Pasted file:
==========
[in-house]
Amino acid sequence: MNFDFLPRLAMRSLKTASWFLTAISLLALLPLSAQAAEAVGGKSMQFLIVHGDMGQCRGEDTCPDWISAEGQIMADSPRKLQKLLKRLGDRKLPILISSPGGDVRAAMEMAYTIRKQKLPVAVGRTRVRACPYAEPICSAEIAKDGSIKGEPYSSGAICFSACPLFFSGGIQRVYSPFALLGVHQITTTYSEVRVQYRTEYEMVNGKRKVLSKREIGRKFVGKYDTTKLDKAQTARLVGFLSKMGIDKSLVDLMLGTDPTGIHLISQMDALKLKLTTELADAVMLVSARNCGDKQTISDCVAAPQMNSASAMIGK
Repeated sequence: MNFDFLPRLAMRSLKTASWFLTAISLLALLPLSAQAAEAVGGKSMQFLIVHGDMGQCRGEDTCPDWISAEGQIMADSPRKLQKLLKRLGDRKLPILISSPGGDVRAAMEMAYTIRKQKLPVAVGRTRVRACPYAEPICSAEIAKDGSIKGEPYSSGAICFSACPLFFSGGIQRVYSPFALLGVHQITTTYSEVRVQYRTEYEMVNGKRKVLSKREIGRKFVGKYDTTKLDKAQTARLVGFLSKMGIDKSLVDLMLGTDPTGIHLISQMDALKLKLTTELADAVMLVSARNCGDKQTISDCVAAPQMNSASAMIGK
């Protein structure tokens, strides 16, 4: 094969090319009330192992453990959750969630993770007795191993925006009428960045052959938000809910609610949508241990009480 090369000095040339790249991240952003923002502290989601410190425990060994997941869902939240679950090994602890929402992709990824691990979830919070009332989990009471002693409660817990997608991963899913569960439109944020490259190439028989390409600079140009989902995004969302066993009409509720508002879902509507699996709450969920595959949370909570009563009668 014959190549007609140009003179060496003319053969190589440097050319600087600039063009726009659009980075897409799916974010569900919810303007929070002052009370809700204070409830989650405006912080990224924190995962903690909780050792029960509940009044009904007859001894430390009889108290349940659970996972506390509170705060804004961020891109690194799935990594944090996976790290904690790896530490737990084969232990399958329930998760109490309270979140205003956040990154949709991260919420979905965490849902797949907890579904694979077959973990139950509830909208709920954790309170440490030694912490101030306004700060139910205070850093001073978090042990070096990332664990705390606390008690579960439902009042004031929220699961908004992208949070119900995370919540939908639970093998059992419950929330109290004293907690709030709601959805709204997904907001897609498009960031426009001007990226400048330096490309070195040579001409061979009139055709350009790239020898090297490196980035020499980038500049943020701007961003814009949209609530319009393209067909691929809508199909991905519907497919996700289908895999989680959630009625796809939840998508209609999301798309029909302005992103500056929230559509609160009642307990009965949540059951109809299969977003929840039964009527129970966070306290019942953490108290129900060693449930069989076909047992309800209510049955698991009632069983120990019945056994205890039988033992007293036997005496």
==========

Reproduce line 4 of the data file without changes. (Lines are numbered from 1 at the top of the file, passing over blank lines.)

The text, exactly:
């Protein structure tokens, strides 16, 4: 094969090319009330192992453990959750969630993770007795191993925006009428960045052959938000809910609610949508241990009480 090369000095040339790249991240952003923002502290989601410190425990060994997941869902939240679950090994602890929402992709990824691990979830919070009332989990009471002693409660817990997608991963899913569960439109944020490259190439028989390409600079140009989902995004969302066993009409509720508002879902509507699996709450969920595959949370909570009563009668 014959190549007609140009003179060496003319053969190589440097050319600087600039063009726009659009980075897409799916974010569900919810303007929070002052009370809700204070409830989650405006912080990224924190995962903690909780050792029960509940009044009904007859001894430390009889108290349940659970996972506390509170705060804004961020891109690194799935990594944090996976790290904690790896530490737990084969232990399958329930998760109490309270979140205003956040990154949709991260919420979905965490849902797949907890579904694979077959973990139950509830909208709920954790309170440490030694912490101030306004700060139910205070850093001073978090042990070096990332664990705390606390008690579960439902009042004031929220699961908004992208949070119900995370919540939908639970093998059992419950929330109290004293907690709030709601959805709204997904907001897609498009960031426009001007990226400048330096490309070195040579001409061979009139055709350009790239020898090297490196980035020499980038500049943020701007961003814009949209609530319009393209067909691929809508199909991905519907497919996700289908895999989680959630009625796809939840998508209609999301798309029909302005992103500056929230559509609160009642307990009965949540059951109809299969977003929840039964009527129970966070306290019942953490108290129900060693449930069989076909047992309800209510049955698991009632069983120990019945056994205890039988033992007293036997005496």